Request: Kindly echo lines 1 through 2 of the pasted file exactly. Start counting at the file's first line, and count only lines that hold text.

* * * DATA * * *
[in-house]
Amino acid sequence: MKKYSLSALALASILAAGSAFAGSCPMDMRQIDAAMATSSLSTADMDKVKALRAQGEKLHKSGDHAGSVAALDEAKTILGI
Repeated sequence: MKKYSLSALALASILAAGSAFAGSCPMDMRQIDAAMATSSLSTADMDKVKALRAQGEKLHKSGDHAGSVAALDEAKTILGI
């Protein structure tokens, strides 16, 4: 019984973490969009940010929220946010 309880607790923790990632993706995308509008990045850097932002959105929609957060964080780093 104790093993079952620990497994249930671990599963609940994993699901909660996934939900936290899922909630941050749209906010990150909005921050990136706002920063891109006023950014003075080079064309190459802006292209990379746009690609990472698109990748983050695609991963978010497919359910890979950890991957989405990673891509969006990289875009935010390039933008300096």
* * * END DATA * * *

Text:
[in-house]
Amino acid sequence: MKKYSLSALALASILAAGSAFAGSCPMDMRQIDAAMATSSLSTADMDKVKALRAQGEKLHKSGDHAGSVAALDEAKTILGI